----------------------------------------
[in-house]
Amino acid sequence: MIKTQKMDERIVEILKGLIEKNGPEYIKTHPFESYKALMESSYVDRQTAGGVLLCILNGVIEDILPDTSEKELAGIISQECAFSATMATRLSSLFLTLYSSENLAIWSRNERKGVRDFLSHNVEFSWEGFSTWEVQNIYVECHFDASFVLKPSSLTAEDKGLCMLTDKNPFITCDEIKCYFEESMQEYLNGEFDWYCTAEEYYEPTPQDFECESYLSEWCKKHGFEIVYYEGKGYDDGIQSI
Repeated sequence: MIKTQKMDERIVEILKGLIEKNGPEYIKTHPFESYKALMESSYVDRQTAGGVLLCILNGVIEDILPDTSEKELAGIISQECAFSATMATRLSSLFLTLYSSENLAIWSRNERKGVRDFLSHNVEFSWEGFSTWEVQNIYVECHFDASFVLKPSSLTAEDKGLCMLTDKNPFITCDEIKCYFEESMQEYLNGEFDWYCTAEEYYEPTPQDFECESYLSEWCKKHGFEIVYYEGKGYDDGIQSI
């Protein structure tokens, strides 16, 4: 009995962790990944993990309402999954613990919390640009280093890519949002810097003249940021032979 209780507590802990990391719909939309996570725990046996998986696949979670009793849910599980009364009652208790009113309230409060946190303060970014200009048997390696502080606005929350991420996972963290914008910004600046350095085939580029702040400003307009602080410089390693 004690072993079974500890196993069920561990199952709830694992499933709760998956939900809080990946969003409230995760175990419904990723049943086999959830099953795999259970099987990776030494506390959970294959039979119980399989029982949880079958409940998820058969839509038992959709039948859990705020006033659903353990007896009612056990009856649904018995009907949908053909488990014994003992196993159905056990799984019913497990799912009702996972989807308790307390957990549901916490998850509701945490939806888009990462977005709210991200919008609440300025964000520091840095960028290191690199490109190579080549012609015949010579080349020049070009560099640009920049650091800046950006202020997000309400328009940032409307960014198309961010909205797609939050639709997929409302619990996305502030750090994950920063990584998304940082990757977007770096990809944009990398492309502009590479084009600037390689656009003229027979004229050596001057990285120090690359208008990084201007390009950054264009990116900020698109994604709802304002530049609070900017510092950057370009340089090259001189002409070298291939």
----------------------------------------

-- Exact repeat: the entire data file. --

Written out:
[in-house]
Amino acid sequence: MIKTQKMDERIVEILKGLIEKNGPEYIKTHPFESYKALMESSYVDRQTAGGVLLCILNGVIEDILPDTSEKELAGIISQECAFSATMATRLSSLFLTLYSSENLAIWSRNERKGVRDFLSHNVEFSWEGFSTWEVQNIYVECHFDASFVLKPSSLTAEDKGLCMLTDKNPFITCDEIKCYFEESMQEYLNGEFDWYCTAEEYYEPTPQDFECESYLSEWCKKHGFEIVYYEGKGYDDGIQSI
Repeated sequence: MIKTQKMDERIVEILKGLIEKNGPEYIKTHPFESYKALMESSYVDRQTAGGVLLCILNGVIEDILPDTSEKELAGIISQECAFSATMATRLSSLFLTLYSSENLAIWSRNERKGVRDFLSHNVEFSWEGFSTWEVQNIYVECHFDASFVLKPSSLTAEDKGLCMLTDKNPFITCDEIKCYFEESMQEYLNGEFDWYCTAEEYYEPTPQDFECESYLSEWCKKHGFEIVYYEGKGYDDGIQSI
């Protein structure tokens, strides 16, 4: 009995962790990944993990309402999954613990919390640009280093890519949002810097003249940021032979 209780507590802990990391719909939309996570725990046996998986696949979670009793849910599980009364009652208790009113309230409060946190303060970014200009048997390696502080606005929350991420996972963290914008910004600046350095085939580029702040400003307009602080410089390693 004690072993079974500890196993069920561990199952709830694992499933709760998956939900809080990946969003409230995760175990419904990723049943086999959830099953795999259970099987990776030494506390959970294959039979119980399989029982949880079958409940998820058969839509038992959709039948859990705020006033659903353990007896009612056990009856649904018995009907949908053909488990014994003992196993159905056990799984019913497990799912009702996972989807308790307390957990549901916490998850509701945490939806888009990462977005709210991200919008609440300025964000520091840095960028290191690199490109190579080549012609015949010579080349020049070009560099640009920049650091800046950006202020997000309400328009940032409307960014198309961010909205797609939050639709997929409302619990996305502030750090994950920063990584998304940082990757977007770096990809944009990398492309502009590479084009600037390689656009003229027979004229050596001057990285120090690359208008990084201007390009950054264009990116900020698109994604709802304002530049609070900017510092950057370009340089090259001189002409070298291939």